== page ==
Back in the day a road bike was characterised by having drop handlebars and a mountain bike had knobbly tyres, it was that simple, but over the years cycle sport has evolved to the point where bikes have become highly specialised depending on the intended use and exact rider needs. Ultimately this degree of specialisation starts with the rider at heart, with manufacturers designing, refining and carefully crafting frames and equipment that they hope will not only meet but clearly exceed the expectations of their customers to bring them the best cycling experience possible.
Being comfortable on a road bike is fundamental to being able to enjoy the sport and reach your potential as a rider, whether you’re an aspiring racer or a complete beginner I can’t stress enough how important it is that the fit of your bike is correct for your body. So what are the basics to look for I hear you ask?
The first thing to consider is what you intend to use your bike for. Today most companies offer two types of frame geometry, one with a higher focus towards racing and another with a little more bias towards comfort for longer days in the saddle. This split in frame technology came about due to the massive up-rise in sportive, granfondo and multi-day events throughout the world. Professional racers are generally in the saddle for up to six hours at a time and they are working at very high intensities which forces them to ride in an aggressive position where every second counts. A little trade off in comfort for all out speed is of little concern, especially when they are on the massage table every night with the hands of god working the knots out of their muscles, a luxury that not many of us have available on a regular basis. It’s not uncommon for a weekend-warrior to spend many more hours in the saddle than the pros do at any one time, so frames with sportive geometry are now designed with this in mind and without compromise on the rider. Let’s have a look at the main differences.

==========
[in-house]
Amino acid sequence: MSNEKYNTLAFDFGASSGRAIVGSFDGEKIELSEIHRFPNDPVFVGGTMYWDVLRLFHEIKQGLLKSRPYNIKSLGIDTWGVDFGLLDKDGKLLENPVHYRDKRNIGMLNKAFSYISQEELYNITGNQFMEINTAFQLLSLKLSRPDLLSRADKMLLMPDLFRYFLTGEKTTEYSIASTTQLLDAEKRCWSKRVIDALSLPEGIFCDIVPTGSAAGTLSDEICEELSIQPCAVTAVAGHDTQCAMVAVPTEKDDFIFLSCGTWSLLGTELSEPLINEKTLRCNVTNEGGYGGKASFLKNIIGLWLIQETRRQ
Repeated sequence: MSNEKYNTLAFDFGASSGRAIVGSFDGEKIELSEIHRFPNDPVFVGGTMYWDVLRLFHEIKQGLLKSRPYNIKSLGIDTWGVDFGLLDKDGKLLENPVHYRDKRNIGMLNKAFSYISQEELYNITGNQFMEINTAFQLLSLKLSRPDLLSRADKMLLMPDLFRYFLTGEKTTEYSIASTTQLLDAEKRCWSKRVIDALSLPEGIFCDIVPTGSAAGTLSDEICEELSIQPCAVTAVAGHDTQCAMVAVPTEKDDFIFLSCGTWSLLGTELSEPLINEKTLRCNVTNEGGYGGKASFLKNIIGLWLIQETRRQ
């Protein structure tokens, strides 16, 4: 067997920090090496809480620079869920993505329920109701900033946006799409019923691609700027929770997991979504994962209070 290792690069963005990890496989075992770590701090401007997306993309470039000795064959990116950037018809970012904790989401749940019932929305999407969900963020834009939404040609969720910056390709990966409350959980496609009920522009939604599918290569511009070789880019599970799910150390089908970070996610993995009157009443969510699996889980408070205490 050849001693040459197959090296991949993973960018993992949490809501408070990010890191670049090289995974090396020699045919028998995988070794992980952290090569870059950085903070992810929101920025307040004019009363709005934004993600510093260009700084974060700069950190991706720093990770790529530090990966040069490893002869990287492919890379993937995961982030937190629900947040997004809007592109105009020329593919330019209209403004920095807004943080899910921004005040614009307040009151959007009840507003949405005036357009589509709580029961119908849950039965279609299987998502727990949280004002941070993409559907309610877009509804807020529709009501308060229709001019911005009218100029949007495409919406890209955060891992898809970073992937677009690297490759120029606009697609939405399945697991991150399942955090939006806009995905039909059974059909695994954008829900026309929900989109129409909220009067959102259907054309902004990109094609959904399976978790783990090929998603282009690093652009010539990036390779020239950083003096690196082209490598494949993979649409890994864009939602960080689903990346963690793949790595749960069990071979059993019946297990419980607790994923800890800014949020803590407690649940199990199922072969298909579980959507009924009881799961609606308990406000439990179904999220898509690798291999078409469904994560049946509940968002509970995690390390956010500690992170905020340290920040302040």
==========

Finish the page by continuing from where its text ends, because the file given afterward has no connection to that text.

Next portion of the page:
Race specific: This type of frame typically has a longer toptube and shorter headtube, this allows the rider to get into a lower position when putting in maximum effort. A shorter wheelbase and slightly steeper head angle makes steering quick (almost edgy) so that the slightest rider input can take the bike off its line and in another direction.
Sportive specific: A shorter toptube and slightly taller headtube compared to a race specific frame allow the rider to sit in a more upright position, putting less stress on the lower back and promoting a higher degree of comfort. Longer chainstays make the rear triangle more vertically compliant, again to promote a higher degree of comfort by eliminating high frequency road vibrations that can cause rider fatigue after several hours. The overall wheelbase of the bike may be just a touch longer which makes the bike more stable and reassuring whilst the head angle is often slackened by half a degree to promote more predictable and confidence inspiring handling.
Don’t be fooled into thinking that a sportive bike is a lesser performing machine overall though, often this type of frame is used by the professionals during the harshest and hardest one day races on the calendar in the Belgium Classics like the Tour of Flanders and Paris-Roubaix.
With the correct type of frame identified for your riding style it’s certainly a good idea to have a bike fit done so that you can ensure you not only get the right size frame but also every area of the bike is optimised for your body measurements including stem length, height, handlebar width and profile, saddle height / position and cleat alignment on your shoes to make sure your knees are tracking well and you’re in the best possible position that will put the least amount of undue stress on your body when cycling. If you’re buying a new bike and haven’t had a bike fit done before then it’s worth factoring in the cost of a fit session as you establish your budget. You can have the most expensive bike in the world but if it doesn’t fit you properly then you may run the risk of causing injury and there’s a very big chance you’re going to fall out of love with the sport as quickly as you fell in love with it.
We hope this gives you an insight into what to look for choosing the right frame geometry for your type of riding.
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